“Certainly, to us, it did not make sense to bid more on a series which is beginning to show some [weakness] in teen and young-female demographics,” said a senior-level WB executive, who requested anonymity. “I’m not saying that `Buffy’ is not a great show, because it still is, but we just could not see the economic justification of paying more for a show which is on a slight downward trend. All I can say to UPN is good luck trying to get more out of buyers at the negotiating table next month.”
Along with Mr. Mandelker, another senior-level source close to UPN countered that the teen ratings losses have been exaggerated at all the broadcast networks (except Fox) because of “consistent rating issues” they have with Nielsen over the measurement of the children and teen demos.
However, though breaking even was The WB’s goal, it apparently was not UPN’s priority.
Several ad buyers compared the deal to the $395 million-per-year deal that brought the NFL to Fox. Even though buyers say Fox lost up to $110 million on National Football League games in its first four-year deal (1994-98), the games raised the network’s prime-time ratings and gave it a broad new promotion vehicle for series.
“To weigh the cost vs. revenue nature of this might not be as important as what it does to positively elevate UPN’s prime-time ratings and [give] it more promotional clout for the rest of its schedule,” said John Lazarus, senior vice president of national broadcast operations at TN Media.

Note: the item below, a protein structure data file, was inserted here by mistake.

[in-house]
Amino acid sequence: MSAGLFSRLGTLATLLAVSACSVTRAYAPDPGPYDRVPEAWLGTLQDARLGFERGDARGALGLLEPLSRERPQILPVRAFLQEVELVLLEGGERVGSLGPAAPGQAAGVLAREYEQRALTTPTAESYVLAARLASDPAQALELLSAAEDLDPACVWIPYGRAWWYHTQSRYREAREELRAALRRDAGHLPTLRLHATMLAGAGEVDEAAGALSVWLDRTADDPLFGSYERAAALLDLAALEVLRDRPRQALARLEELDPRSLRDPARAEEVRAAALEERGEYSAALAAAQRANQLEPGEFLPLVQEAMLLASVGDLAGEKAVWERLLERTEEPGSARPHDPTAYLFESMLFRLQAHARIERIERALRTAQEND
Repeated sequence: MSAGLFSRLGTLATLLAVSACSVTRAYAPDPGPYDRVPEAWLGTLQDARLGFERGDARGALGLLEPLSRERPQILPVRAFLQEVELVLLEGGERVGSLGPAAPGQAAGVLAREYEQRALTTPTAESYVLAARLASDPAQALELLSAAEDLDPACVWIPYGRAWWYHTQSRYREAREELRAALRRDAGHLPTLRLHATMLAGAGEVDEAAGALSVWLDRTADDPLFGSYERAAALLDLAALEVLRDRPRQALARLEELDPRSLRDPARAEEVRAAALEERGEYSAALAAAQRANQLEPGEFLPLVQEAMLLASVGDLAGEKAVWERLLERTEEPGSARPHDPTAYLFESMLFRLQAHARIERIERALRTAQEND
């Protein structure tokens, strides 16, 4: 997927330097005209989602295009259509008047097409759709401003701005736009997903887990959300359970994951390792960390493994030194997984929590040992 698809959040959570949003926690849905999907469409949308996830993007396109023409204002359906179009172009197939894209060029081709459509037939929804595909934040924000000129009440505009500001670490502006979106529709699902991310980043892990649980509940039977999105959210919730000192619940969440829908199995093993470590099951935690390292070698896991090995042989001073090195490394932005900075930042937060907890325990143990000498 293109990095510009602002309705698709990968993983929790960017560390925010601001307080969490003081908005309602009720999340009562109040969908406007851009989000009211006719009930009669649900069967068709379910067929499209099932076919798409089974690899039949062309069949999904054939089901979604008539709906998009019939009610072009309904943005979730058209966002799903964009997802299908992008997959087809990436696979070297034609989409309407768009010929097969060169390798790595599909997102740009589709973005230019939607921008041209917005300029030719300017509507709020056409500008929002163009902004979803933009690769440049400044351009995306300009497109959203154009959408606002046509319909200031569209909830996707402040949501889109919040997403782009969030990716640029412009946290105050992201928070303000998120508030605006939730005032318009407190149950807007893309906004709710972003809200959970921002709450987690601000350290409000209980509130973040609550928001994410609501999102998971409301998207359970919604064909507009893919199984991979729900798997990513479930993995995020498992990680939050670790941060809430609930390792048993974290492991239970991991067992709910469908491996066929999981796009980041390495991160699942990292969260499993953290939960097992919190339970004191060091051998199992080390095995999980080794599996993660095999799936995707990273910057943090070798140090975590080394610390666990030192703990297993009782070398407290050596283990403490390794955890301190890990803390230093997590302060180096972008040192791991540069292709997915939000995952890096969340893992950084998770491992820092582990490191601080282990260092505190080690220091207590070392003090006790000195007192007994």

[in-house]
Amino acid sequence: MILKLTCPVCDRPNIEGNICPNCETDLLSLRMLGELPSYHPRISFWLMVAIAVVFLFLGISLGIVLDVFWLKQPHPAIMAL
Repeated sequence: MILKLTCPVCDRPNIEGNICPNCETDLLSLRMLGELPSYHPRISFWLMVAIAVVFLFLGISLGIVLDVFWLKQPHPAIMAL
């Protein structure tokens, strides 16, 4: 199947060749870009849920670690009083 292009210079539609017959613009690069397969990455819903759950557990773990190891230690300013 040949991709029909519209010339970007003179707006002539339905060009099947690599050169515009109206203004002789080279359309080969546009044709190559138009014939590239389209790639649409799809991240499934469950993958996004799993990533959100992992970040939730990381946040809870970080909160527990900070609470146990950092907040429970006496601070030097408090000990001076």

“Sure, Fox overpaid somewhat for football, and NBC got held up a few years ago on its [$13 million per episode] renewal of `ER,’ but those deals still made sense in terms of protecting their positions in prime time. What we are looking at is two networks moving on vastly different growth curves, where The WB has more building blocks and was not willing to pay more [for “Buffy”]. But UPN was willing to take a risk on something which may be accretive in other ways outside of direct revenue.”
Still, some buyers think UPN could be severely challenged to surpass last year’s $130 million to $155 million in bookings for the 2000-01 season upfront market. (All the broadcast networks had to revise their upfront revenues because some advertisers exercised cancellations on some hold orders due to the economic slump at the beginning of the fourth quarter last year.)
In fact, most pundits in the ad community expect the six major broadcast networks to realize a 6 percent to double-digit decrease in total revenue from the upfront, which last year sank to just below $8 billion because of canceled orders.
“Let’s just say even if UPN is selling at a slight loss [in the overall upfront], the additional gross rating points `Buffy’ brings to their schedule could improve the network’s position in future scatter markets, where more money could be laid down if the economy turns around,” said Tom DeCabia, executive vice president of Schulman/Advanswers New York. “That has to be the long-term strategy here: Bring in the building blocks like `Buffy’ and start turning the boat around with the female demographics. From that standpoint, [`Buffy’] is a very positive acquisition for them.”